N.Y. Hospital, Schools Aim To Improve Kids' Access To Mental Health Provider
RACHEL MARTIN, HOST:
Even before the pandemic, schools across the country had noticed rising rates of anxiety, depression and suicide among students, and yet only 20% of kids with mental health issues get treatment. It can take weeks or even months to get an appointment, except for students in Long Island's Nassau County, where five school districts are providing quick, easy access to a mental health provider thanks to a collaboration with the local children's hospital.
NPR's Rhitu Chatterjee and Christine Herman of WILL have the story.
RHITU CHATTERJEE, BYLINE: In 2019, the Rockville Centre School District in Long Island was shaken by tragedy.
NOREEN LEAHY: It started with a very recent graduate and a current student dying by suicide.
CHATTERJEE: Noreen Leahy is an assistant superintendent for the school district.
LEAHY: And when you get these losses one after the other, you almost can't get traction on normalcy. You can't get traction on kids just functioning in a day-to-day basis in a school setting.
CHRISTINE HERMAN, BYLINE: The incidents pushed Leahy to try to find a way to connect students to mental health care. She raised the issue with her colleagues and some parents.
LEAHY: And I was talking out loud, gee, I wish we could figure out a way to get access to a psychiatrist, mental health professionals to make sure that we help our school team get kids handed off to care - to psychiatric care or psychological care.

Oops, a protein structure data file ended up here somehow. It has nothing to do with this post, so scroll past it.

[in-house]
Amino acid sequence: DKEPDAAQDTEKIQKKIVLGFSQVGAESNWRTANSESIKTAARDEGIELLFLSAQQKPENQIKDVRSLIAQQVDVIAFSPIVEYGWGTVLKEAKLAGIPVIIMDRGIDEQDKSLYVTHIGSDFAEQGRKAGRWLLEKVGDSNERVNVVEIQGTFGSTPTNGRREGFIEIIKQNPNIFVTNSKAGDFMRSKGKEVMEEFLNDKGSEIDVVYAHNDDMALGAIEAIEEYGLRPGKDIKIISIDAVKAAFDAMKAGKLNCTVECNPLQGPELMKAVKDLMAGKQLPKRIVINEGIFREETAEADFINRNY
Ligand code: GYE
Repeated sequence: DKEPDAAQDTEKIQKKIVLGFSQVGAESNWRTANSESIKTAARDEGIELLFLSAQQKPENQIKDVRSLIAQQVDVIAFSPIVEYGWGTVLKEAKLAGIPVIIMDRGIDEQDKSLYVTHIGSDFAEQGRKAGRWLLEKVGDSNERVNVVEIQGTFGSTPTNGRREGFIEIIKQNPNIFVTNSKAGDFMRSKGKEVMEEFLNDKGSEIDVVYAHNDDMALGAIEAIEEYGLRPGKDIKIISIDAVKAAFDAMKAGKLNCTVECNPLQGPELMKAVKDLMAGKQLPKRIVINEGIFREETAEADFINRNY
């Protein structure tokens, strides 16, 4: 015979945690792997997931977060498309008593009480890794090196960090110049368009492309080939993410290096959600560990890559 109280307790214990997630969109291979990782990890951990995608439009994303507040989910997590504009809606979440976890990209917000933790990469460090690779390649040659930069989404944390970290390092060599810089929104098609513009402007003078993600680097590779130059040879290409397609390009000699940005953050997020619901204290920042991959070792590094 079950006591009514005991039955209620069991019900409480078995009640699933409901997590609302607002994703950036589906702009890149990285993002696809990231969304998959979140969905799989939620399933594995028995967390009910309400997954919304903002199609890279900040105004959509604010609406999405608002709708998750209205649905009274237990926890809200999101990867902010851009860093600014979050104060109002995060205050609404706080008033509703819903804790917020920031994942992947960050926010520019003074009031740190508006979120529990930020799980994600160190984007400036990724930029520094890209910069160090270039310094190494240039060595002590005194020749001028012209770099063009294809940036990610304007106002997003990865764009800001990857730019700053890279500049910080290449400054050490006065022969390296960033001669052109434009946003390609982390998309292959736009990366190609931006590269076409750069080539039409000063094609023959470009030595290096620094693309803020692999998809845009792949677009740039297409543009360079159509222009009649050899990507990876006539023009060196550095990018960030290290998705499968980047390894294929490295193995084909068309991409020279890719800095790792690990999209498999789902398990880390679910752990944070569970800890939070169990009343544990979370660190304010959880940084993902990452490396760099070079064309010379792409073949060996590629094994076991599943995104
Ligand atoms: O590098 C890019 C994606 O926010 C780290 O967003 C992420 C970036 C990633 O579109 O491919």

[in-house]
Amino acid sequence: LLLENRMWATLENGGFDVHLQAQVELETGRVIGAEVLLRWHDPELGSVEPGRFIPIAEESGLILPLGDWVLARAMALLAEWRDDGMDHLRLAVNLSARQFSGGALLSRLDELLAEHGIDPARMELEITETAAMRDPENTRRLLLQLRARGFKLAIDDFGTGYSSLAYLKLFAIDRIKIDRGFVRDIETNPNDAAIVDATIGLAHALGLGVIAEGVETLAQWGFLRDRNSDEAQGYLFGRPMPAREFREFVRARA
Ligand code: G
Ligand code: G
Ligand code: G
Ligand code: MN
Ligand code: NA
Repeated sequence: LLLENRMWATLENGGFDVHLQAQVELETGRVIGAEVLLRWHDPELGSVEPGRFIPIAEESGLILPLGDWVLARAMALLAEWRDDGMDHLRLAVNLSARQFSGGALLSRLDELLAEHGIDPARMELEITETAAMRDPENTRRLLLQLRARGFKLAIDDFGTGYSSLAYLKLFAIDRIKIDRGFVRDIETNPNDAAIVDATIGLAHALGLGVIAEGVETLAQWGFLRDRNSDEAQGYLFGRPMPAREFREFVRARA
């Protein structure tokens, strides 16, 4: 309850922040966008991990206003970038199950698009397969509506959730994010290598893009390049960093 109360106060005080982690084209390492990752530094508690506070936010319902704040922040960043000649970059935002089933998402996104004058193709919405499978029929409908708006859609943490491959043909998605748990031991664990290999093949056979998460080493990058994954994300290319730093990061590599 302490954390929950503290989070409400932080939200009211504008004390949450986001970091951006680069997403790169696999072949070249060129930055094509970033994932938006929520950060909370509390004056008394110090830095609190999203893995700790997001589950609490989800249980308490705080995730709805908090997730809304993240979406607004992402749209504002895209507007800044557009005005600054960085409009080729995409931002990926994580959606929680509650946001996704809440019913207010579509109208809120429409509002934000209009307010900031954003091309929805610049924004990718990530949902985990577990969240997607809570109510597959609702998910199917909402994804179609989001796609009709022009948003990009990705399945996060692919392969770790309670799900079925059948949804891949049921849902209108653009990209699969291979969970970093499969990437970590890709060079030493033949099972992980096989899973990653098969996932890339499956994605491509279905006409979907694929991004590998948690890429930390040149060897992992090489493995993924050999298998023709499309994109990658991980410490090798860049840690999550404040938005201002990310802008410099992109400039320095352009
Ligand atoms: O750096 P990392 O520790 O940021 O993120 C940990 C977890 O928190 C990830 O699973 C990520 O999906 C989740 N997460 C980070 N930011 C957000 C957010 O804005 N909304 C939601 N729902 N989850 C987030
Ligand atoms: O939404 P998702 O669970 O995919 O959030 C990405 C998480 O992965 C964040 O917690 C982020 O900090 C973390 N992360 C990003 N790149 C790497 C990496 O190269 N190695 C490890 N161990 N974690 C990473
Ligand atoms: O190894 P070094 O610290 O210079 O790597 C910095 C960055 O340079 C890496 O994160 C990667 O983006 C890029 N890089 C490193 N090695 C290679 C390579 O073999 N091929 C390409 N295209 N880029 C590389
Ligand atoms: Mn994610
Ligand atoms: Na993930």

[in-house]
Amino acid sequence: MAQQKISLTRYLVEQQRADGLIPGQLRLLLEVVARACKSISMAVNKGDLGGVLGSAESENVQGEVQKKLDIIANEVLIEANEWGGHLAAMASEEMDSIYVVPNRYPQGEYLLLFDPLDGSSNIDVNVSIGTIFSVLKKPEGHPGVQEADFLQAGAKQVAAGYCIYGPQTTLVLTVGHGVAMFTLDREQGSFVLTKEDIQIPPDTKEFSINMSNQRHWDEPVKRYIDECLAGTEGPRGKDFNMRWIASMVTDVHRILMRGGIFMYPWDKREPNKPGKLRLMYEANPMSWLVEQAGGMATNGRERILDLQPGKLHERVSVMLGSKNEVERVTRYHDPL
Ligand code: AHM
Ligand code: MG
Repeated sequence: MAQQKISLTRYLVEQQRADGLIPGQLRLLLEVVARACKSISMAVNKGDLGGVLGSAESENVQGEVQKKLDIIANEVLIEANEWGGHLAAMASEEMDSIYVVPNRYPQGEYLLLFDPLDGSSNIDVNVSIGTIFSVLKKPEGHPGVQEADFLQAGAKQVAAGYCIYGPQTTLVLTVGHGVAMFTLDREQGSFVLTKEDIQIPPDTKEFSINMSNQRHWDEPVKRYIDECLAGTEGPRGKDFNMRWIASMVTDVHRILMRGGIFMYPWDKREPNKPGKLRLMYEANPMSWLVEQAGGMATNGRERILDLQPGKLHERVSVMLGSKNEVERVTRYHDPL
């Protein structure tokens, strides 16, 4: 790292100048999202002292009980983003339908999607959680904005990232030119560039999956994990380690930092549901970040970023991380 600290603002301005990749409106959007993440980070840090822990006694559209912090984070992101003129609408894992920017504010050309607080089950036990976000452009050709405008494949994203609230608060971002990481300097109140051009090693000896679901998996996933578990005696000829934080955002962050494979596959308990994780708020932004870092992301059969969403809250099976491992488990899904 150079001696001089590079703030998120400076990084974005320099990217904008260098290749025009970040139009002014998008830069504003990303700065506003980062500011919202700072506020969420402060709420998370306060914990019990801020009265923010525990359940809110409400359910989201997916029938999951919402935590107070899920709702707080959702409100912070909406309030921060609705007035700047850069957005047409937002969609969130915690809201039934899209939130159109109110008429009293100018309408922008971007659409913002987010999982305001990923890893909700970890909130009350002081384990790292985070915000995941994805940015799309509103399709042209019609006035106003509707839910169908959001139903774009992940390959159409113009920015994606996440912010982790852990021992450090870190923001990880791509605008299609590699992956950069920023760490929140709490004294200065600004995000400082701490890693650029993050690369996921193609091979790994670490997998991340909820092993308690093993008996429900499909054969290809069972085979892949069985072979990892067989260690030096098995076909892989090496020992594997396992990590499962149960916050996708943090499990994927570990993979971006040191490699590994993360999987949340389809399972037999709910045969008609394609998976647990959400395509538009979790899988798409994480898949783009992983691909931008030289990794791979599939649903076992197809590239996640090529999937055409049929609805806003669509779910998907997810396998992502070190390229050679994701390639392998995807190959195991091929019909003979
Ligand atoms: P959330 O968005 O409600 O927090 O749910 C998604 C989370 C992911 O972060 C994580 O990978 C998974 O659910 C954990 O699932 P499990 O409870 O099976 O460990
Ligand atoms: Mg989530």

HERMAN: One of those parents was Gina-Marie Bounds.
GINA-MARIE BOUNDS: I can actually remember the exact moment, exactly where I was sitting. And she said to me, I just wish there was a place to send their kids. I wish we could just hang up, like, a shingle on a storefront and send these kids there.
CHATTERJEE: Now, Bounds happened to work at the nearby Cohen Children's Medical Center.
BOUNDS: And I thought back to myself, and I said, I think I can do that. And she was shocked. I'm like, just give me a few weeks. I think I can do that.
CHATTERJEE: She took the idea to the head of emergency child psychiatry at the hospital, and they got to work. And in January 2020, they opened a behavioral health center within miles of the five school districts it now serves.
HERMAN: It has a child psychiatrist, medical office assistant and a mental health counselor.
ARIANA METALIA: My name is Ariana Metalia. I am a licensed mental health counselor.
HERMAN: School staff refer students to her, or parents reach out directly. And Metalia works with the center's child psychiatrist to evaluate the kids and draw up a treatment plan.
METALIA: We are able to prescribe medication and maintain a child in our clinic for as long as they need while they're waiting for an outpatient level of care.
CHATTERJEE: She says it's also her job to connect kids to providers in the community, and that's easier to do, she says, when a child has already been evaluated by a child psychiatrist.
METALIA: So that's kind of our golden ticket.
HERMAN: Metalia says the behavioral health center working closely with school staff has been able to weave together a safety net for children and families that didn't exist before.
CHATTERJEE: And parents like Jennifer Gibaldi are grateful. Her daughter Alyssa is 17 and attends Oceanside High School on the south shore of Long Island.
JENNIFER GIBALDI: She is extremely social. Like, she's like the mayor of the school. Everybody knows her (laughter). No matter where we go in town, there's somebody who knows her.
HERMAN: Alyssa has Down syndrome, and the pandemic upped her anxiety. Last fall, she became catatonic and was hospitalized several times.